I've read the question on the ideal fridge temperature, but am asking a more involved question about a baseline temperature and temperature spikes. How will a few hours each day at 10 C effect the contents of the fridge? What about two smaller spikes to 7 C?
Background: I live in a small studio. The fridge makes noise. I'd like it to be quiet at night. If I can do so without frequent food spoilage, I'll get a timer and turn the fridge off from 2300 to 0800. If this is a bit too much time without cooling, I plan to turn it off while I fall asleep (2300 to 0200), turn it back on (0200 to 0400), and then have it be quiet in the mornings again (0400 to 0800).
I've put some temperature loggers in the fridge and unplugged it manually during the 2300 to 0800 time. The graph is attached below. The mean temperature is 3 to 5 C, rising to 10 C.
The 2nd day was 'bad' data: I added a few gallons of water to increase the thermal capacity of the fridge (temp spike), but added them too late in the evening. The water did not cool to 4 C, and when I unplugged it the temperature shot back up. The first day, with an almost empty fridge, is a worst-case scenario. When the fridge is full I expect the max T at 0800 to be 8 or 9 C, not 10 C. I am collecting that data now and will update the post in a few days when I've checked the variability.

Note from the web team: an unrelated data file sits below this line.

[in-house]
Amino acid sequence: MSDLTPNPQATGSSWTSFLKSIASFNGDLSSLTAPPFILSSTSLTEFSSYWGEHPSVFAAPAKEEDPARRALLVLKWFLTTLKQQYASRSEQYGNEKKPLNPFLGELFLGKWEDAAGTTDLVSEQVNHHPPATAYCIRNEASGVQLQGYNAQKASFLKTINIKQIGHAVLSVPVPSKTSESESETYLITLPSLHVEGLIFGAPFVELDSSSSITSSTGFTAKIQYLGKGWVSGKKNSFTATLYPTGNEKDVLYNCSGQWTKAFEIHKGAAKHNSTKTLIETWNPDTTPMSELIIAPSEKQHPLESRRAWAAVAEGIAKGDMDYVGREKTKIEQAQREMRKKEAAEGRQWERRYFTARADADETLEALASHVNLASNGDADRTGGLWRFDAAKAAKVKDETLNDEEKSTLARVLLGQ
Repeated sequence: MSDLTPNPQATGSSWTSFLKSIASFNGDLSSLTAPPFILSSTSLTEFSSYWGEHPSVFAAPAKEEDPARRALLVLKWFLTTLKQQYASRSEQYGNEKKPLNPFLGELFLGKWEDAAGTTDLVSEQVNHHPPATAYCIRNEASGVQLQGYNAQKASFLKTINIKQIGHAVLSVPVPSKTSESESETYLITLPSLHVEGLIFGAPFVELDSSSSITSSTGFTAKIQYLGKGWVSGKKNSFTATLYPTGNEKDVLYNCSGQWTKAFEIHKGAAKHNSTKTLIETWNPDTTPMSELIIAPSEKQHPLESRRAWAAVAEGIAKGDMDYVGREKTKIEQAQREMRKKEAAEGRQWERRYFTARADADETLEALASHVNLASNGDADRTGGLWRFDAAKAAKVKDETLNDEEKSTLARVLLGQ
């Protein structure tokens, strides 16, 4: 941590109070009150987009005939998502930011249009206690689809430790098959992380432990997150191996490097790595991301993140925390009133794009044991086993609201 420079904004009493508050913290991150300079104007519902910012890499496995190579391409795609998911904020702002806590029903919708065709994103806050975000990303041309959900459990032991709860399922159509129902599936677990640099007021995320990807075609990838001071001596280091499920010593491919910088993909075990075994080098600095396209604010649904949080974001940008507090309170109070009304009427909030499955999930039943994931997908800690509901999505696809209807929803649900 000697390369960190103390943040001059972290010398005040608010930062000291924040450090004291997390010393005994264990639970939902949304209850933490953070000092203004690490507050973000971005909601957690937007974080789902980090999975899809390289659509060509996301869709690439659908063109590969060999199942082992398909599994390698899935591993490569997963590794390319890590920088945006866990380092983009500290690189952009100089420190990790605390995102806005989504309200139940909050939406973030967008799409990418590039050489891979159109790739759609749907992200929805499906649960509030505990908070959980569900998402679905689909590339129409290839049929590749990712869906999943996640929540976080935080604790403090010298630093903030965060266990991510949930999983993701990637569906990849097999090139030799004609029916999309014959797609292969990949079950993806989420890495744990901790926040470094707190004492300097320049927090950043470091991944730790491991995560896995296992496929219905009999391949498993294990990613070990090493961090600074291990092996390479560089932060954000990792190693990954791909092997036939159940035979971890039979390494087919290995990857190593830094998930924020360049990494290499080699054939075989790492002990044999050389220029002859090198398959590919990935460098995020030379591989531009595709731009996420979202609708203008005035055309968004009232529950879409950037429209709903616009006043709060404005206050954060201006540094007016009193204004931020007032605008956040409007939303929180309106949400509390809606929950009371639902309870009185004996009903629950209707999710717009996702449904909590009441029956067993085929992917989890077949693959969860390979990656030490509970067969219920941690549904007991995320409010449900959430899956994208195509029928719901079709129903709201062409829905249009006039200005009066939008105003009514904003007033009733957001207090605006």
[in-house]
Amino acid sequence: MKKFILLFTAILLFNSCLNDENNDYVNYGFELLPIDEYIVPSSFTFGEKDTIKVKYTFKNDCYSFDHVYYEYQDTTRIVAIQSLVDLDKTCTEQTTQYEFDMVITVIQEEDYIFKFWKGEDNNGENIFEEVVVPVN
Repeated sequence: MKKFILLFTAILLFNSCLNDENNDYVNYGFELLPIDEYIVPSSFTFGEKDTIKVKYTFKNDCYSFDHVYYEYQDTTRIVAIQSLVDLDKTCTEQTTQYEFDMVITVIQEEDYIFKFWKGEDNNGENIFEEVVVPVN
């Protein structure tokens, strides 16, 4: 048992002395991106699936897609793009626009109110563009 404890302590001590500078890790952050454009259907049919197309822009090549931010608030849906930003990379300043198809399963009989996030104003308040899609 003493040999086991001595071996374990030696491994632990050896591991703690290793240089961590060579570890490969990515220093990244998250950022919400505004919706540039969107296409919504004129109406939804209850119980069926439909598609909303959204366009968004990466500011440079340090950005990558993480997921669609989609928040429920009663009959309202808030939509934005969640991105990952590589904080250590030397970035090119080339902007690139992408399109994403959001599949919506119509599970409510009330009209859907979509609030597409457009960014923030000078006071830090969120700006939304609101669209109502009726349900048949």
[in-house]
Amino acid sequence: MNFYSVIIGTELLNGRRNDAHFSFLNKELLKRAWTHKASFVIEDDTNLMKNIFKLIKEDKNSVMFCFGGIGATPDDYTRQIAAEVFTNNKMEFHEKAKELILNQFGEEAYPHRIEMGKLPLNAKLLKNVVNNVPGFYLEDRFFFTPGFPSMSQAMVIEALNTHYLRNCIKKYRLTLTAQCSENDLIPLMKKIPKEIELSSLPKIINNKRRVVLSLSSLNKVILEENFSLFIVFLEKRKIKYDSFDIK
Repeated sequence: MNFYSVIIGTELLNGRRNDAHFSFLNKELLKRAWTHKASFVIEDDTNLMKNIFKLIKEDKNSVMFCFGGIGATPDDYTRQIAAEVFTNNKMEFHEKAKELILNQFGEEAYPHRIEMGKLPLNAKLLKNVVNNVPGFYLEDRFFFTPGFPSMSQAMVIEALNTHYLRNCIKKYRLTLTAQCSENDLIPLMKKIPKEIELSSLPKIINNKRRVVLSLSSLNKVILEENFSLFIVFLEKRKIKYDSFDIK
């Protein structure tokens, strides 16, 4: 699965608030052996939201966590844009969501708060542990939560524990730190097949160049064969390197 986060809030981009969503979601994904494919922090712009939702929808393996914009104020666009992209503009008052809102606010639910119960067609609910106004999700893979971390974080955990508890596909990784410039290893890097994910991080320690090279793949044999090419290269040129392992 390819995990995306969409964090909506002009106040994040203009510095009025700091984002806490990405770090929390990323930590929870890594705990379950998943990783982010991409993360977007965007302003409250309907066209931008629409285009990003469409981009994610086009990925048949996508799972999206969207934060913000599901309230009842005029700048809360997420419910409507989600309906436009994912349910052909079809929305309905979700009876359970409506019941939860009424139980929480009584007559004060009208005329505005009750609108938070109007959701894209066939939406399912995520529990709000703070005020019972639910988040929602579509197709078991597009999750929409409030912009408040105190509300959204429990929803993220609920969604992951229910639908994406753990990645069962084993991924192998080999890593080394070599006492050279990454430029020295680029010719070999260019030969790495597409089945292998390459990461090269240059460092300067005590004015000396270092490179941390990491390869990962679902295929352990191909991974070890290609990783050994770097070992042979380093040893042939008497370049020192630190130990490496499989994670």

If 6-8 C for a few hours, then 8 to 10 C for a few more, then a quick return to 3 C is bad for the food (mostly OJ, soy milk, cheese, and some veggies), then I'll cool it in the middle of the night when I'm in a deep sleep.
So... to the question: How important is a 4 C fridge? Is a few hours per day up to 10 C bad? What about up to 7 C? Any other suggestions how to quiet the studio as I try to sleep?